Matron, my peppers did excellent but tomatoes required daily watering which is the main reason for the redesign. Hoping to get better results this time and planning on having much more consistent montoring and reporting this year.

  5. I tried to do one of these last year but it didn’t survive. I look forward to seeing your results!

  6. Do you have squirrels in your area and if so have your upside down tomatoes been safe from them? Thanks for the wonderfully detailed directions!

    • Fortunately our only vicious predators in my neighborhood are little bunnies, though I have heard this method has deterred squirrels though they are a crafty animal. Either way should be much more dangerous and difficult than the in ground versions.

  7. Thanks so much for the quick reply! Wish we had bunnies instead of squirrels. Squirrels put on surprisingly loud performances on our roof in the wee hours of the morning.

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  11. Thanks, this is a great adaptation and I’m going to give it a whirl.

    Do you foresee or have you had any issues with mold given how airtight the container is?

    • Brian, I just checked this morning and no signs of mold yet, though that is a good point and will keep an eye out as the temperatures increase. I easy fix for this would be to add a few small holes into the side to allow some additional air flow but obviously this would increase the evaporation as well…

  12. I like your idea of using contact paper or duct tape to cover the bottle, but I would be worried about using spray paint. Would constant exposure to ultraviolet light possibly cause toxins in the paint to make their way into the plastic and get into the soil, which would then make its way into the tomatoes that one ultimately ingest? (America’s Test Kitchen on PBS did a comparison of plastic Ziploc-style freezer bags, and one criterion they used was the gas permeability of the plastic — apparently all plastic food bags have a degree of porosity to them. I don’t know if this applies to plastic bottles as well. )

  13. Instead of spray-paint or adhesive-based methods, perhaps a sheet of aluminum foil wrapped tightly on the outside of the bottle would work. At the top of the planter, the foil would be folded over to the inside (between the inverted bottom and the bottle’s walls) and be held in place by the chopstick, while twisting the foil around the neck of the bottle could secure the foil at the other end. Or use the foil as an inner liner of the bottle.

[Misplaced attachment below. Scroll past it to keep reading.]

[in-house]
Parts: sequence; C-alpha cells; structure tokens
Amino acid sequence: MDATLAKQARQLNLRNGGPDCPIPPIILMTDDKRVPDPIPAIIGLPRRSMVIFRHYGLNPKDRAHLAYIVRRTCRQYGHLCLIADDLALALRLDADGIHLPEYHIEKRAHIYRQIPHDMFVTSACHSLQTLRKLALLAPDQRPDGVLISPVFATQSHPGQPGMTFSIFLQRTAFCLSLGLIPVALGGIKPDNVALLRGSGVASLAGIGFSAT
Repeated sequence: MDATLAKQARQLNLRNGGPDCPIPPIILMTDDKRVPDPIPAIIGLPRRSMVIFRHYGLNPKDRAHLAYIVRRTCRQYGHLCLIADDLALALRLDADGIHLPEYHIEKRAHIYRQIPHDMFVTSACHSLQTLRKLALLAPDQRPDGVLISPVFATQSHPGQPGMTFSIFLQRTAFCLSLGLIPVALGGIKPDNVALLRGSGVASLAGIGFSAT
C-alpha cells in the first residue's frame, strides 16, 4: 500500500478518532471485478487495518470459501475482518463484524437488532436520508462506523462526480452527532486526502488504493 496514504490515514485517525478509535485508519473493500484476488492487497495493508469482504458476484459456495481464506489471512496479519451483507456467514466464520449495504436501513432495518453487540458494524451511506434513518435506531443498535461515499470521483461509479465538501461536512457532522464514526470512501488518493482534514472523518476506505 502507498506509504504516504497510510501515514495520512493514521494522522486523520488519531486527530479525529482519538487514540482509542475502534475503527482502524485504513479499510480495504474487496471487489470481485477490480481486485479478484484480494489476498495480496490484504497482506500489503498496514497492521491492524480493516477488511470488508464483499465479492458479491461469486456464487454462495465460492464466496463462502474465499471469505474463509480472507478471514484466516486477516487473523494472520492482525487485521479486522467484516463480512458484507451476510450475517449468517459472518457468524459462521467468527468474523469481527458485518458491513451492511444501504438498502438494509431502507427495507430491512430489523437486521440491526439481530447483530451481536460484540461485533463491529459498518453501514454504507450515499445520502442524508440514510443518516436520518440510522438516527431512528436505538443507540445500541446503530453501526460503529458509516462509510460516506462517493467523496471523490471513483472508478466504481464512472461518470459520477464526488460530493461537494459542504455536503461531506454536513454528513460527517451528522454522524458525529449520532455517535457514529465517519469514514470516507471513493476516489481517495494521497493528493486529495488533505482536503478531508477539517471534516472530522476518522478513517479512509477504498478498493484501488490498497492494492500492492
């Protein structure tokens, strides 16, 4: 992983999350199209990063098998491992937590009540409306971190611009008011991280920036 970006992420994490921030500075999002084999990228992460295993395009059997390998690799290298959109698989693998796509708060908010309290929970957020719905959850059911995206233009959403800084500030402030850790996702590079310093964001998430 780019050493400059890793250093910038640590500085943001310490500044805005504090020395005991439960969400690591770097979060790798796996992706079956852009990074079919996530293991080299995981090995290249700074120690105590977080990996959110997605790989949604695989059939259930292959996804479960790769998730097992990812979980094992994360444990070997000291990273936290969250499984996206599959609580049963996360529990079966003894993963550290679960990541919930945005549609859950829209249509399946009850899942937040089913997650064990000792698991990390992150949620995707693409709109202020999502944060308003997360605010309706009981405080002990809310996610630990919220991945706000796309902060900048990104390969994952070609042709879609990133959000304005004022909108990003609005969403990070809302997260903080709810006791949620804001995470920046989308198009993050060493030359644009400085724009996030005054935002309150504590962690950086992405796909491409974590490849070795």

14. Heard you on Sci Fri. This is great. I’ve been thumbing my Gardener’s Supply catalog to shreds trying to figure out which thing I can afford, and which I have to forgo.
    I’m just wondering what variety of tomatoes you can plant in your 2 liter bottles?
    thanks.

  15. Hi, thanks for the instructions! I never do DIY projects but I actually tried this today. It was difficult to get the plant through the narrow neck, but I found a trick after I mostly killed my tomato seedling in the first attempt — wrap the leaves/stem in the coffee filter like a cylinder and feed through the neck. Also, was unsure of where to put the mini hole in the water reservoir so I put it directly in the middle (not the lowest point). Might need to drill another hole…

    Thank you!!

  16. Woodrow, might even get some added benefit of reflecting some sunlight off them. Red foil could also be interesting for some additional effect from the red spectrum…

    Harriet, for 2-liters I stick with cherry or grape sized tomatoes. I am considering experimenting with a larger variety using some hydroponics concepts to see if I can get away with the smaller roots with extra nutrients.

    Taraq, sorry for the loss. That is a great tip. I will be sure to add it to the post to help save some future seedlings. As for drilling I went with the lowest point, but in the end it doesn’t matter too much given there are still 5-6 valleys that will still pool some water.

  17. Thanks for the variety info.

    It occurred to me that securing a mesh bag to the neck of the planter might support a larger-fruited type. It would look even more peculiar than an upside-down plant already does, of course!